For some airlines, July will mark the start of their flight resumption. For Iberi Airline and its affiliates, Iberia Express and Iberia Regional units, 40 short-haul and medium-haul flight destinations will start up in July, to be increased to 53 destinations in August. Long-haul flights will follow once the airline is confident that quarantine and travel restrictions in countries it serves are lifted.
In addition to resuming flights, some airlines are adding capacity. The low-cost carrier, Eurowings, noted its plan to add 40 new European destinations to its flight schedule and increase its operational fleet by 100% through the addition of 20 Airbus aircraft by June 30th.
For more information, visit: https://www.flightglobal.com/networks/european-carriers-take-tentative-steps-to-restoring-networks/138589.article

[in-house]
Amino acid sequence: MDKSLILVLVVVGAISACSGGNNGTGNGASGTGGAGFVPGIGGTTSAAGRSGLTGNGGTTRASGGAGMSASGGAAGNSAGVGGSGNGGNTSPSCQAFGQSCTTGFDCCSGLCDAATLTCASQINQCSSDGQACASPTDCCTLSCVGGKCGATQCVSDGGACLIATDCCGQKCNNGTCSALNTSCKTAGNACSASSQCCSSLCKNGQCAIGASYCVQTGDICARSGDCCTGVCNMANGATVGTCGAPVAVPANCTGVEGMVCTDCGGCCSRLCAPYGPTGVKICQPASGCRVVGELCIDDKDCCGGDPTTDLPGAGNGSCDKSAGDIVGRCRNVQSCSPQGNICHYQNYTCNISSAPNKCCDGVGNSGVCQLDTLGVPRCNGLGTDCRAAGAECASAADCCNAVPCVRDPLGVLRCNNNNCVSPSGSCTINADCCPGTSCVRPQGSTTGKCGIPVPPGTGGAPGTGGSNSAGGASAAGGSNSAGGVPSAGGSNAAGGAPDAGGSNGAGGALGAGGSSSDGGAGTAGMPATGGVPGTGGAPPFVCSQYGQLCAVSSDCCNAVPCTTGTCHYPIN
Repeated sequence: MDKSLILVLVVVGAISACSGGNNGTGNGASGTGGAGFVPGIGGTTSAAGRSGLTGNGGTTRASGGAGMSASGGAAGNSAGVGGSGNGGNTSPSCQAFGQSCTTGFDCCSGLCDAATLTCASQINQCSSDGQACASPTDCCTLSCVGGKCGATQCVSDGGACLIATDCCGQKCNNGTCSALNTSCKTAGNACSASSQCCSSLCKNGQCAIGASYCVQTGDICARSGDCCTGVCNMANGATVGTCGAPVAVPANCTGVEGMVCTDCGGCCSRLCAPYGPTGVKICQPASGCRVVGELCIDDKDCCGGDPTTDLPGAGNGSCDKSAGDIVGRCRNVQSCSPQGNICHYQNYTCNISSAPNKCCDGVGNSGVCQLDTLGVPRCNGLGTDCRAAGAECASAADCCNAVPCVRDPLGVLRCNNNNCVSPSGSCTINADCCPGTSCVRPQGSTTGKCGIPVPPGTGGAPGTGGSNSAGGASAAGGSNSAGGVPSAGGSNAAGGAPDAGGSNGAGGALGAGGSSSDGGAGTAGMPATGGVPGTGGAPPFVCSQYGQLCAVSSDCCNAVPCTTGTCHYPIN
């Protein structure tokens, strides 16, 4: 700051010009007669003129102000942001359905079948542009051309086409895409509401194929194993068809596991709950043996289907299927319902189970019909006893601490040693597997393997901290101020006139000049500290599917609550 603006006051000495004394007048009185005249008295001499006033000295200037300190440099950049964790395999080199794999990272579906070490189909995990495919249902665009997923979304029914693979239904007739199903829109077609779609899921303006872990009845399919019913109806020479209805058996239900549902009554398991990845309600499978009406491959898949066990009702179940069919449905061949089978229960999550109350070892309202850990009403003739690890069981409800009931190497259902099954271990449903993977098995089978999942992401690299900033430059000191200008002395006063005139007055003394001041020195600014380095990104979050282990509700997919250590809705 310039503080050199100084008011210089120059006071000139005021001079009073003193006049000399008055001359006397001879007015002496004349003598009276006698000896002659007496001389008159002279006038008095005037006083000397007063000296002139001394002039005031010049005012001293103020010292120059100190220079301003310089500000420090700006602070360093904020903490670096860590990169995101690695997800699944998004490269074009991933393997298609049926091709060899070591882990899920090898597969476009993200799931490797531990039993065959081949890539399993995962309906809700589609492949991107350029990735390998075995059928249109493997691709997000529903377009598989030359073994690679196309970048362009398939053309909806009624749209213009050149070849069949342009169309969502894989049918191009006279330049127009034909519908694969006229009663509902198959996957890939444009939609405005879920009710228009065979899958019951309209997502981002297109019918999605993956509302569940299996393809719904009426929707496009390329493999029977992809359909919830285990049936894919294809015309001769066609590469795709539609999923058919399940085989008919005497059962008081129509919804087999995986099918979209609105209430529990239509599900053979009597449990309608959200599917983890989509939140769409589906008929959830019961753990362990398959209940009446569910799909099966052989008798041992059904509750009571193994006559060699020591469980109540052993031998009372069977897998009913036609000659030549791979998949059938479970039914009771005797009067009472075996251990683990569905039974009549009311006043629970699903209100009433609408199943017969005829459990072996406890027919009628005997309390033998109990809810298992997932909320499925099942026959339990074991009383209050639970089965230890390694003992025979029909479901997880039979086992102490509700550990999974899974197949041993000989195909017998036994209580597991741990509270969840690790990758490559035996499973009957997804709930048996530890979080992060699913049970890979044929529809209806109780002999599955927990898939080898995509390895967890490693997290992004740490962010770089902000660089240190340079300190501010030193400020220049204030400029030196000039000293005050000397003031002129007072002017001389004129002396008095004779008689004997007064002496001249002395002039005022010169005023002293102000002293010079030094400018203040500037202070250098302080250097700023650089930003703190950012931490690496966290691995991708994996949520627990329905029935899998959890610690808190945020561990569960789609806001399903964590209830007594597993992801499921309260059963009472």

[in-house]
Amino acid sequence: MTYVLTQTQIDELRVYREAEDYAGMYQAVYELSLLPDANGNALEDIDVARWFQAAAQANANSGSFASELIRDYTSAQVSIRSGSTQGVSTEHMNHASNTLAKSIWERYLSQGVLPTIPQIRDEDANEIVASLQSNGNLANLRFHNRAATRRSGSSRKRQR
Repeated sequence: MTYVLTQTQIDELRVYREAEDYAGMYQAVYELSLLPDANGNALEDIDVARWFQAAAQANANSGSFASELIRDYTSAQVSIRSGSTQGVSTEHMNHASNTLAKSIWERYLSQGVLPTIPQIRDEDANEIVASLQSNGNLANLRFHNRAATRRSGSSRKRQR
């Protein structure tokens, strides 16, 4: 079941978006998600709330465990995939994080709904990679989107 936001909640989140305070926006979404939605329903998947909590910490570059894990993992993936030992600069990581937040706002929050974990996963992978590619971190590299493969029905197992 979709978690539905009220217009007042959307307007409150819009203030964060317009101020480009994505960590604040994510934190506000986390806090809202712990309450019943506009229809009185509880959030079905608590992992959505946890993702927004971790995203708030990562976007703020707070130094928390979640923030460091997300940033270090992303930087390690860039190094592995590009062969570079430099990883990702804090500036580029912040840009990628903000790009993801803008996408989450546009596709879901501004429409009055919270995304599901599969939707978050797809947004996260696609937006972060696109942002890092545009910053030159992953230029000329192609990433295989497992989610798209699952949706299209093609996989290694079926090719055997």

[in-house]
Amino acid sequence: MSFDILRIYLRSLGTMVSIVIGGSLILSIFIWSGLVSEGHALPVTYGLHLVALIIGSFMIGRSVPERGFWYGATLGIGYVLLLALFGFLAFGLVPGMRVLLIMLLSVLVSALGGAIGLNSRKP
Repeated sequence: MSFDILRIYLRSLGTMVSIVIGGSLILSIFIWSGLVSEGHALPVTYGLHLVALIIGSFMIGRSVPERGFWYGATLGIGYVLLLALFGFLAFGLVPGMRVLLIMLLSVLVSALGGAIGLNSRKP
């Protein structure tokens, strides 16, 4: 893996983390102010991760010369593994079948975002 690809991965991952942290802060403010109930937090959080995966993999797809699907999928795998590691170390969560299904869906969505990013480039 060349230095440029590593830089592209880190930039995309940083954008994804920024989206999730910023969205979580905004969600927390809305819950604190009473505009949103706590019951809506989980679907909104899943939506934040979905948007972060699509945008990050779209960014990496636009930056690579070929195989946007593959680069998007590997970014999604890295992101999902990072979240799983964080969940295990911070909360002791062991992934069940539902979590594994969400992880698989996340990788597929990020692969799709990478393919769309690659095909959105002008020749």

Some U.S. Airlines Reporting Increase in Demand
Recently, certain U.S. airlines have reported that demand for their flights is increasing. The assumption is that summer travel is driving renewed interest in air travel. Among those airlines reporting slight increases are Southwest, United, American and Delta.
In its report, Southwest states that new bookings have surpassed cancellations. New flights are projected to be at between 35%-45% capacity. That capacity is approximately 45% of what it was for Southwest in June of 2019.
As for United, it noted “a moderate improvement in demand” for U.S. based travel, as well as some international flights. Its reductions are more severe than Southwest. United reduced its capacity by 75% of what it was last July. The airline did, however, note that it would be continually evaluating and restoring flights based on demand.